(urth) Wolfe: Misogynist or Realist?

Jack Redelfs jackredelfs at gmail.com
Tue Oct 17 13:32:57 PDT 2006

Vis-a-vis "The Death of Doctor Island," webster.com gives one
definition of offensive thusly: "giving painful or unpleasant sensations."
So, it appears that a work can be deemed offensive without any
question of the authors personal motivations or opinions.

>It's just that Wolfe seems to be really fond of including misogynist
>characters and situations in his stories.

I think that's simply his brutal realism. I never read an author who was
less interested in easy escapes and happy endings. His characters
suffer, and they suffer a lot. Look at history and the world around you.
Is misogyny the exception or the rule in human relations? The bad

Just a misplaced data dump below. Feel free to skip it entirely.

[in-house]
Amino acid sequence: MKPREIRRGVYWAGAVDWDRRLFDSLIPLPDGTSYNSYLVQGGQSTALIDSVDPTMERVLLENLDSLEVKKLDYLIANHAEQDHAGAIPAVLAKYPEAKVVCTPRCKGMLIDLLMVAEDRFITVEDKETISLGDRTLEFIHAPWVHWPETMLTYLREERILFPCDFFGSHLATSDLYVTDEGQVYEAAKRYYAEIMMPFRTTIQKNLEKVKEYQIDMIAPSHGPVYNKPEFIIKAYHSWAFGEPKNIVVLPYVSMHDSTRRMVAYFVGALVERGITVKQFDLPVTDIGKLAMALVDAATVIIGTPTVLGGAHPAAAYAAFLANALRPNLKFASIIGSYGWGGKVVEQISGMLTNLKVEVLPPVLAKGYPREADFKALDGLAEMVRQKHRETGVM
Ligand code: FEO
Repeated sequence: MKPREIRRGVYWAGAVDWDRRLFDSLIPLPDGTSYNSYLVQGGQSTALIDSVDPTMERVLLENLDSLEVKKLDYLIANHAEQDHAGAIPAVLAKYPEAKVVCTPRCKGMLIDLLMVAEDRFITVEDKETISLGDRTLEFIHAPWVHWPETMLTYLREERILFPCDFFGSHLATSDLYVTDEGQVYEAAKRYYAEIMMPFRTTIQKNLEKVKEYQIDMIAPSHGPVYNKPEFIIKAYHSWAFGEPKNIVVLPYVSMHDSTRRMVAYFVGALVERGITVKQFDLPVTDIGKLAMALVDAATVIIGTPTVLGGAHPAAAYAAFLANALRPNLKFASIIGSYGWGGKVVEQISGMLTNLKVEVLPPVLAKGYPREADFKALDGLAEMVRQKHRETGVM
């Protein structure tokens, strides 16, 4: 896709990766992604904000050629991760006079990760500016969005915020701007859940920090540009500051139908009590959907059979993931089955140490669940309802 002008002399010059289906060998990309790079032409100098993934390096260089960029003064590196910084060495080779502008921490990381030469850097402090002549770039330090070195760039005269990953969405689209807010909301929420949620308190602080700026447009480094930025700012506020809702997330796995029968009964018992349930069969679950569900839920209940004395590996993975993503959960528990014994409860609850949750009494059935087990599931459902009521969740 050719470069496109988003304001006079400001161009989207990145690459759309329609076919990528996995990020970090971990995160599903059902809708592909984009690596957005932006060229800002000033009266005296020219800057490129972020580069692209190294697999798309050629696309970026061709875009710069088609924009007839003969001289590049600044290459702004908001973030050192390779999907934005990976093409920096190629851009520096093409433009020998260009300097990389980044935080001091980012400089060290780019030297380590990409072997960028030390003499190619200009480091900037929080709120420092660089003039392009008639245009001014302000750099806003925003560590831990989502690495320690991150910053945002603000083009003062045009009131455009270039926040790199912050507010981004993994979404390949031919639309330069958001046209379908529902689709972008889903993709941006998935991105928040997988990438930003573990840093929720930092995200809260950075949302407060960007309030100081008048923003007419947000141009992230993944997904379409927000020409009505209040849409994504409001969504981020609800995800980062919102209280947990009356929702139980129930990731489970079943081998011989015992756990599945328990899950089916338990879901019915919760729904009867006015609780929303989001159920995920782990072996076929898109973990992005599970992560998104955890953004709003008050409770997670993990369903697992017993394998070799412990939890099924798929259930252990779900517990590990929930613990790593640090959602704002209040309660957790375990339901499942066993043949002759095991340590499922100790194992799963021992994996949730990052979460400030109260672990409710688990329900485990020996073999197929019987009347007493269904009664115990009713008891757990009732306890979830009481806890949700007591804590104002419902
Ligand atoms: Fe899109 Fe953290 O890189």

guys do very bad things to women, and they usually get away with it.

This view of the world is cognizant with Wolfe's catholicism. The
devil rules the world of flesh, and God rules the world of spirit.
It makes his stories more gripping and his more characters more
real. When I read about characters that float through life as though
in a cloud, without any pain, I wonder "why should I care?"
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